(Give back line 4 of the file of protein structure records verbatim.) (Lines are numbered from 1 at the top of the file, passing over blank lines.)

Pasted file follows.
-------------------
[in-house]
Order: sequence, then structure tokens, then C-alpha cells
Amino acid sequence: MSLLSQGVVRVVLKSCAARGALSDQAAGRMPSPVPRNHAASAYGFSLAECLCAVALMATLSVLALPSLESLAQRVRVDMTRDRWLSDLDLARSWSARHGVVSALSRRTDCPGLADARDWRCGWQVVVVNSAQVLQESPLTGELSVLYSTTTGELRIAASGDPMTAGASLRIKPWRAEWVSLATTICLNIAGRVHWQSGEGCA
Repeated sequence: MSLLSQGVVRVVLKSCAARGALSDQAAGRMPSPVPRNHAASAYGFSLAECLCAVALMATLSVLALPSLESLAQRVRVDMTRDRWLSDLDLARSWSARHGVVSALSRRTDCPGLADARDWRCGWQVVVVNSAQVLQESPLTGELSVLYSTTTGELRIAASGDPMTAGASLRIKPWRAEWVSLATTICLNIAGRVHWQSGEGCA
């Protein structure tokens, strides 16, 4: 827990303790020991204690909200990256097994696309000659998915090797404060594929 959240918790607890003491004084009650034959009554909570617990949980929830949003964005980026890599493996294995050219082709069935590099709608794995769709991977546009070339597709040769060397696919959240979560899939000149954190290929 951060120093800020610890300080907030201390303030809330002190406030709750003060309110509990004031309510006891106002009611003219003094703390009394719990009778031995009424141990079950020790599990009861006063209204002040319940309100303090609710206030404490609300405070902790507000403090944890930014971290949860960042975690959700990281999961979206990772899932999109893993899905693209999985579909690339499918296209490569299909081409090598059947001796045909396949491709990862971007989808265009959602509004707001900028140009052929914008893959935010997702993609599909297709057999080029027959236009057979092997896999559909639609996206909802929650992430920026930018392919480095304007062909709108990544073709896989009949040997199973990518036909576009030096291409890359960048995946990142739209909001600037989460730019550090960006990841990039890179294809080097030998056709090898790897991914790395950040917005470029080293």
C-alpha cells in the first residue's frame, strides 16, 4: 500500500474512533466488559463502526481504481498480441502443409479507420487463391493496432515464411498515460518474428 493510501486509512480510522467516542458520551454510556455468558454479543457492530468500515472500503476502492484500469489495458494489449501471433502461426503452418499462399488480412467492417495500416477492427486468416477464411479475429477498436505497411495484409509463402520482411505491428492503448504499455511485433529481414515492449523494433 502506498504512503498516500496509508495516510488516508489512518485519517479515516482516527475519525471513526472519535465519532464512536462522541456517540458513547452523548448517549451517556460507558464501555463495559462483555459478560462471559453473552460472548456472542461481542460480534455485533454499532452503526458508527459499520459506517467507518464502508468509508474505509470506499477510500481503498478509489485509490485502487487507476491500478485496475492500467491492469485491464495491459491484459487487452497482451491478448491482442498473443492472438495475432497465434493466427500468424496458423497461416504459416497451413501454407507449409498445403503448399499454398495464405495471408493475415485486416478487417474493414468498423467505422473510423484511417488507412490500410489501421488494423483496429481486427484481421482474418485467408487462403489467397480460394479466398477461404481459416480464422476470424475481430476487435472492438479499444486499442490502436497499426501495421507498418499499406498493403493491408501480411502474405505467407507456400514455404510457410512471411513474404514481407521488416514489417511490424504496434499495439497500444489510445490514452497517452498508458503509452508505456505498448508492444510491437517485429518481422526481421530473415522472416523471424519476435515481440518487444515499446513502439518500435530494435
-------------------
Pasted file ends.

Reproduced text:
Repeated sequence: MSLLSQGVVRVVLKSCAARGALSDQAAGRMPSPVPRNHAASAYGFSLAECLCAVALMATLSVLALPSLESLAQRVRVDMTRDRWLSDLDLARSWSARHGVVSALSRRTDCPGLADARDWRCGWQVVVVNSAQVLQESPLTGELSVLYSTTTGELRIAASGDPMTAGASLRIKPWRAEWVSLATTICLNIAGRVHWQSGEGCA